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No Simple Way To Be A Dad

Parenting is not easy. It is not simple!

I meet people all the time who try to simplify parenting. You can’t blame them. It’s only human to try to simplify something that’s so hard to do. The problem is, parenting can’t be simplified. You can’t just adopt a handful of rules and then expect it to work.

It makes me sad when people say that all you have to do is yell at your children. Threaten them, they say, and it will all be fine. Well, yes. I suppose so. I could just yell threats at my sons. It might keep them safe from running out in traffic, or keep them healthy by forcing them to go to sleep.

But the next thing I know, I won’t have a relationship with them. By the time they’re sixteen, they’ll be done with me.

Some people say that it’s normal for your teenagers to tune you out. They say it’s inevitable. It’s just the status quo. “Wait until your boys are teenagers! That’s when they are going to reject you.”

You hear it all the time. It’s the conventional wisdom.  “Wait till your boy’s sixteen. He’s not going to be around much anymore. My son is the same way. He’s sixteen now. He doesn’t need me anymore. That’s just how it is. You just have to deal with it.”

Well, no matter how many parents accept this as the norm, I don’t want it! I want my kids to want to be around me. I want them to need me at sixteen. I want them to have a strong relationship with me at sixteen. When my sons are teenagers, I want to dialogue with them about life.

That’s not going to happen if I push them away now. Yelling at them now will create a relationship in which they don’t trust me enough to tell me things. I don’t want that. I want to develop trust starting now. Now is the time to build relationships with them that will feel safe and nurture dialogue when they are teens.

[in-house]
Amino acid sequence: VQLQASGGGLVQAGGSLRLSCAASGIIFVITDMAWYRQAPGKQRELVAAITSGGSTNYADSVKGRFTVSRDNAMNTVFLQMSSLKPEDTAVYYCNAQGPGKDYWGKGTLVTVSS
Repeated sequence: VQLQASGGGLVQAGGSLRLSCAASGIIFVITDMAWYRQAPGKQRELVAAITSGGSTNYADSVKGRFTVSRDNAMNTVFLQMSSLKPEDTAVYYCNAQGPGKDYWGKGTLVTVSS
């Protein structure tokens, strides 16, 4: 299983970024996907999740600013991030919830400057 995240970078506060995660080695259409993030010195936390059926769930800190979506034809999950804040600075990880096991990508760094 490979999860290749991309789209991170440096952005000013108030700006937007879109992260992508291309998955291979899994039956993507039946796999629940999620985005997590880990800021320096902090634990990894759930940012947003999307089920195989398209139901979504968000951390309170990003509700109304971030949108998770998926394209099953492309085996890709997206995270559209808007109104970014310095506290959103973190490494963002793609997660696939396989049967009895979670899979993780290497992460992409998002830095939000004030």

Some people tell me that it’s impossible. There’s nothing I can do, now or then, because that’s just not how it’s going to be. Okay, maybe. Maybe I’ll relate now and love now and dialogue now in order to establish a strong foundation that lasts through the teen years, and then have pie in my face when my kids are sixteen and reject me. But I’m willing to take that risk. I am going to do my best. I’m going to tell them that, too. I’m going to tell each of my kids, “Son, I am going to figure out a way that you and I will always have a relationship. That way, when you have an issue and you need help, you won’t be too embarrassed to talk to me. We will always be able to talk, because you will trust me. You will know that there will be no condemnation from me.”

To me, that’s big. That’s my effort to parent from God’s perspective, the best way that I know how. I don’t necessarily know how God would do things. But I work at it. I study and read scripture. I engage with my sons. Every day I try to understand them a little better. I’m learning all the time, and I will always do the best I can to protect my children and protect their hearts.

If I can do that, then I’ll feel like I did my best to parent my sons the way that God parents me. I’ve given God permission to know me for who I really am, and now I believe that He will protect me. He will discipline me as I walk with Him in a way that shapes me, lets me know when I’m wrong, and protects my heart from being hurt and pushed away.

That’s how I want to reflect God as a dad. I want to parent my sons as I see God parenting me. I want to do that because God’s the best, obviously. As my Father, His plan is always to protect me.

See you Friday.

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